Fashion Discussed in Cuba’s Round Table Program

Warhol P.

WarholHAVANA TIMES — A few days ago, Cuba’s Round Table TV program addressed the issue of what young people – and the Cuban people in general – wear these days. It’s true that the way some young people dress today is a bit curious, but this is not a question of right or wrong: it’s simply a way of dressing different from what was in style in earlier decades.

I see many young people wear their pants low, beneath the waist, to reveal their underwear. This is the era of tattoos and piercings, worn on one’s eyebrows, ears, tongue or bellybuttons. Many, including people who are not so young, have become veritable living pincushions.

There’s really nothing we can do about this. It’s what’s in fashion these days. The eighties and nineties are behind us. Perhaps these new fashions have flourished because we feel a little freer these days.

We feel free and we don’t want anyone to tell us what we should wear, or what music we should listen to, if it’s music we’re talking about.

Personally, I believe everyone is free to wear a piercing wherever they wish to and to wear the clothes they like or is available to them (not everyone can afford to wear good, new or elegant clothes).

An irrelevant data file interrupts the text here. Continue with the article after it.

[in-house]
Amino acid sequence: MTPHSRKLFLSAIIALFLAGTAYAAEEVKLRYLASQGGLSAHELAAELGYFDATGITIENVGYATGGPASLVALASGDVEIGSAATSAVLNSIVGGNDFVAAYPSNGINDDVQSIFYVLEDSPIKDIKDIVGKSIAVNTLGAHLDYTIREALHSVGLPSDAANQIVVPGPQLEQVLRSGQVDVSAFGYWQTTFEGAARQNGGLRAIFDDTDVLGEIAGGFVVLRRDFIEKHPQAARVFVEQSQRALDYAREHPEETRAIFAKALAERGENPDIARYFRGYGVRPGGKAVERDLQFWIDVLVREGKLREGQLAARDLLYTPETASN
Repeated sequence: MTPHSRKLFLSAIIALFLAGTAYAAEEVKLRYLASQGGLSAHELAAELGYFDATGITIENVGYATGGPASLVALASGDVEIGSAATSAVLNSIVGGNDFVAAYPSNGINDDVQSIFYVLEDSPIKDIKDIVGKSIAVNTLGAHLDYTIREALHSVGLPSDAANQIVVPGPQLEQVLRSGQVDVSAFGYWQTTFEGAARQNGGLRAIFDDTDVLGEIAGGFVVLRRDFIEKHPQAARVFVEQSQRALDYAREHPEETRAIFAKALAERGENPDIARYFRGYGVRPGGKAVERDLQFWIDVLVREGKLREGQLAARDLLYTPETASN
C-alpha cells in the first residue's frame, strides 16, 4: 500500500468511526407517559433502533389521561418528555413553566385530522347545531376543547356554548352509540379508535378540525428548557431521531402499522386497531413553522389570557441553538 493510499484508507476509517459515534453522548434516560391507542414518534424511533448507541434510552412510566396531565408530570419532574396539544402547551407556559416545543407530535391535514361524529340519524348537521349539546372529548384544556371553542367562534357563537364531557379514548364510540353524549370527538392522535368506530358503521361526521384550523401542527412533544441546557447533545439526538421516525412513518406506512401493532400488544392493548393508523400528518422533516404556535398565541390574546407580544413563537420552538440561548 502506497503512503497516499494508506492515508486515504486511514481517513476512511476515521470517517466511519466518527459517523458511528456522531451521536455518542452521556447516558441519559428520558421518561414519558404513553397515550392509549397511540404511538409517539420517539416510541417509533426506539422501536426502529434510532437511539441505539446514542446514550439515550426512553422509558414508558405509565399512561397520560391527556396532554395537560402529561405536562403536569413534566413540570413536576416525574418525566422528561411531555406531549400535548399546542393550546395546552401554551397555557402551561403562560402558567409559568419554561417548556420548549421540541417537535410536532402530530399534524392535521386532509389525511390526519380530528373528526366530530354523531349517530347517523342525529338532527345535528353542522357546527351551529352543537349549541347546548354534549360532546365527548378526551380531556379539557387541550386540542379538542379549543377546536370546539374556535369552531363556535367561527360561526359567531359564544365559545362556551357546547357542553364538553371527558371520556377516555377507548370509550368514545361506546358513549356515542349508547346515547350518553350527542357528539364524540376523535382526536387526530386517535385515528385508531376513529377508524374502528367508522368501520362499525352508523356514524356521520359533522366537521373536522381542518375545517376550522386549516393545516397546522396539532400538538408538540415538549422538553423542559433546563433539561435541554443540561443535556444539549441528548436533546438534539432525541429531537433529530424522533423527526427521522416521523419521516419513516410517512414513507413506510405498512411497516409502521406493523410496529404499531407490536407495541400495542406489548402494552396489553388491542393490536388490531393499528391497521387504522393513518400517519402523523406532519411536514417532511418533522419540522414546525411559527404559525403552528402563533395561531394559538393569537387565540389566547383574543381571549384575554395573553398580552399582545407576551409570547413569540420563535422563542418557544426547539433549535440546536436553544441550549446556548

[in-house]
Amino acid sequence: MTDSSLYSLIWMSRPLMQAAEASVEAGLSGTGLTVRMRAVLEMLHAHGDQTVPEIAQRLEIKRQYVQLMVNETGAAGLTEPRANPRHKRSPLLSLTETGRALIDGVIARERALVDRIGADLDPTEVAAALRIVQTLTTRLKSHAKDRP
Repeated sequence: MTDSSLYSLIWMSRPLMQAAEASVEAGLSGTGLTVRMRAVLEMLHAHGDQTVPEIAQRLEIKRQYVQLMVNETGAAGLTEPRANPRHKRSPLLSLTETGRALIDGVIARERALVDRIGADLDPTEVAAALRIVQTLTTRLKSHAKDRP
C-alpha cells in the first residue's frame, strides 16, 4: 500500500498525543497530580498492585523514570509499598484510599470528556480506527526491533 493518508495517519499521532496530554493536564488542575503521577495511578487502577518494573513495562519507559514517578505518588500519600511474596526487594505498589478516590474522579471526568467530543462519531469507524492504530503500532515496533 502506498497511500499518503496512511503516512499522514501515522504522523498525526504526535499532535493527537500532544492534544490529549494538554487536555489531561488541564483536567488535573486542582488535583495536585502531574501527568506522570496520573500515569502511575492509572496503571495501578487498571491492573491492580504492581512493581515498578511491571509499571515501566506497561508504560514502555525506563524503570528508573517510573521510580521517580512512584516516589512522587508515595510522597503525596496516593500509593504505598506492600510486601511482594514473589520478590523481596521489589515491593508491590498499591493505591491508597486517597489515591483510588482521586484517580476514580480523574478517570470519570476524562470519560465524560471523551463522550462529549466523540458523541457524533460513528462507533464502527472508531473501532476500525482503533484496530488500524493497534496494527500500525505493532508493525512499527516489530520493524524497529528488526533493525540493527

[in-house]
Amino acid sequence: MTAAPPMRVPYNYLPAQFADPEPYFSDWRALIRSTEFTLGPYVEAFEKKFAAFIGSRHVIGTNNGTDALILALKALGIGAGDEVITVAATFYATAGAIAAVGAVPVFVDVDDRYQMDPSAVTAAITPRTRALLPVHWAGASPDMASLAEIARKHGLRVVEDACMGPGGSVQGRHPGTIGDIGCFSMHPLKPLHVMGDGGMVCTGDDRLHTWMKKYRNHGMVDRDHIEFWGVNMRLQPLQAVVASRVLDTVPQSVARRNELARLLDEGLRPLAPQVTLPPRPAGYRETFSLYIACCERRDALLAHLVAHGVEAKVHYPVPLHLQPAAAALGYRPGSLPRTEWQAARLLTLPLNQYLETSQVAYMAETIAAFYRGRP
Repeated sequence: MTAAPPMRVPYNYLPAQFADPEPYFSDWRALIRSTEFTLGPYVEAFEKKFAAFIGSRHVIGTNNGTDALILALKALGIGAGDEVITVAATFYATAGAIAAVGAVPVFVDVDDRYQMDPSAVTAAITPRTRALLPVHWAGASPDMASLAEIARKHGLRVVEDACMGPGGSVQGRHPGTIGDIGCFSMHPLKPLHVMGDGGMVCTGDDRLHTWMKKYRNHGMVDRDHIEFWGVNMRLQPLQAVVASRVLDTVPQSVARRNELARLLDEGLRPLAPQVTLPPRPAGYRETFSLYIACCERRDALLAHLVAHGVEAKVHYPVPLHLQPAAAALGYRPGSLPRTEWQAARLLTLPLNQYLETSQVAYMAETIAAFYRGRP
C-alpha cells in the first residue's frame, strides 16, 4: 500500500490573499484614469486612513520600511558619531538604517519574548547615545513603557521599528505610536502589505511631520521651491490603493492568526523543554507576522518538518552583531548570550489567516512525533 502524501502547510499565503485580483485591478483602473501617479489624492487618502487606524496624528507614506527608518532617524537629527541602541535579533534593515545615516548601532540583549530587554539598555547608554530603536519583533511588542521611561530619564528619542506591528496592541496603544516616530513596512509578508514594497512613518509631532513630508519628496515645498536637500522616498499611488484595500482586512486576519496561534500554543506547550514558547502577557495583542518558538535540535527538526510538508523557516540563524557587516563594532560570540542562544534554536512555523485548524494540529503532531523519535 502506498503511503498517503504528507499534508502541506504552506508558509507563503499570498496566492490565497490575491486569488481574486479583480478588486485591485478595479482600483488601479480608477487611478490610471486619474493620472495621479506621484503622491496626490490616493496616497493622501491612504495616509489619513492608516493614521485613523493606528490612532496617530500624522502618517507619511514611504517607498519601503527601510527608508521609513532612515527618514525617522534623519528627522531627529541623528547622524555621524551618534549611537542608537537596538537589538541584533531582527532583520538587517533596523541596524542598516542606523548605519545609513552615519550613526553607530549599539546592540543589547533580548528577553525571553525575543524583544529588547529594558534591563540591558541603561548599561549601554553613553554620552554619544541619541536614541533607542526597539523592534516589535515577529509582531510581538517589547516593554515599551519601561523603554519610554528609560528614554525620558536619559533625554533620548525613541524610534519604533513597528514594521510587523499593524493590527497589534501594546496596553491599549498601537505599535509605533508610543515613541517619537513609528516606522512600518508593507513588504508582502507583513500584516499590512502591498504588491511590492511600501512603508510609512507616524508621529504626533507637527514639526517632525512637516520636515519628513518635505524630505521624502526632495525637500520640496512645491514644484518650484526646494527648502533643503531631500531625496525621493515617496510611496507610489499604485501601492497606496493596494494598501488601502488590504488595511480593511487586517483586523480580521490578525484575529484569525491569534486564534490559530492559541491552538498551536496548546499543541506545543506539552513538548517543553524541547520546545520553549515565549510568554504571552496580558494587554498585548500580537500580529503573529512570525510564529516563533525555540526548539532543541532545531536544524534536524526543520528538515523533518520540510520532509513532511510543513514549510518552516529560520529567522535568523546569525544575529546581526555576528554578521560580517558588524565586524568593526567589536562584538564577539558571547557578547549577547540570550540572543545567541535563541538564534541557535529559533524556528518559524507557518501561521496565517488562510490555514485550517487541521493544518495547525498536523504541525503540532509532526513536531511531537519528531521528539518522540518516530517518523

As we know, everything in Cuba is expensive. This is especially true of clothing, let alone shoes. Even recycled (used) clothing is sold at ludicrous prices.

Che tatoo. Photo: cuerpoyarte.com

There have always been problems with school uniforms because young people want to look good all the time. In this connection, I feel that school uniforms should be worn properly.

That day, the Round Table was taking calls and a viewer phoned and, among a number of other things, asked why the Cuban flag was used on tank tops and T-shirts.

They didn’t have an answer for this. The commentators chose to focus on her other questions. Of course, they couldn’t really touch on that issue. Currently, the Cuban government is making quite a bit of money selling printed images of the country’s traditional symbols.

I recall that, years ago, anyone could have ended up at a police station merely for wearing a T-shirt with any flag on it, be it that of our worst enemy, or the Union Jack, to mention two examples.

Today, things have changed: anyone can wear a tank top with any image they like and nothing happens. I am for that.

And what about Che Guevara? I believe his image is the one that sells the most in our stores: a T-shirt with an image of Che Guevara printed on it can cost as much as 10 Cuban Convertible Pesos, and it sells like hotcakes.

We see the image of the legendary guerrilla on berets, coin purses, cigarette lighters, ash-trays, wooden cigars, collars, earrings, etc.

Che Guevara must live on in our memory for ever so, in the process, he can help boost our economy…don’t you think?

 

Nonardo Perea

Nonardo Perea: I see myself as an observant person and I like to write with sincerity what I think and live first hand. I’m shy and of few words; thus it’s difficult for me to engage in conversation. For that reason, my best tool for communicating is writing. I live in Marianao, Havana and am 40 years old.



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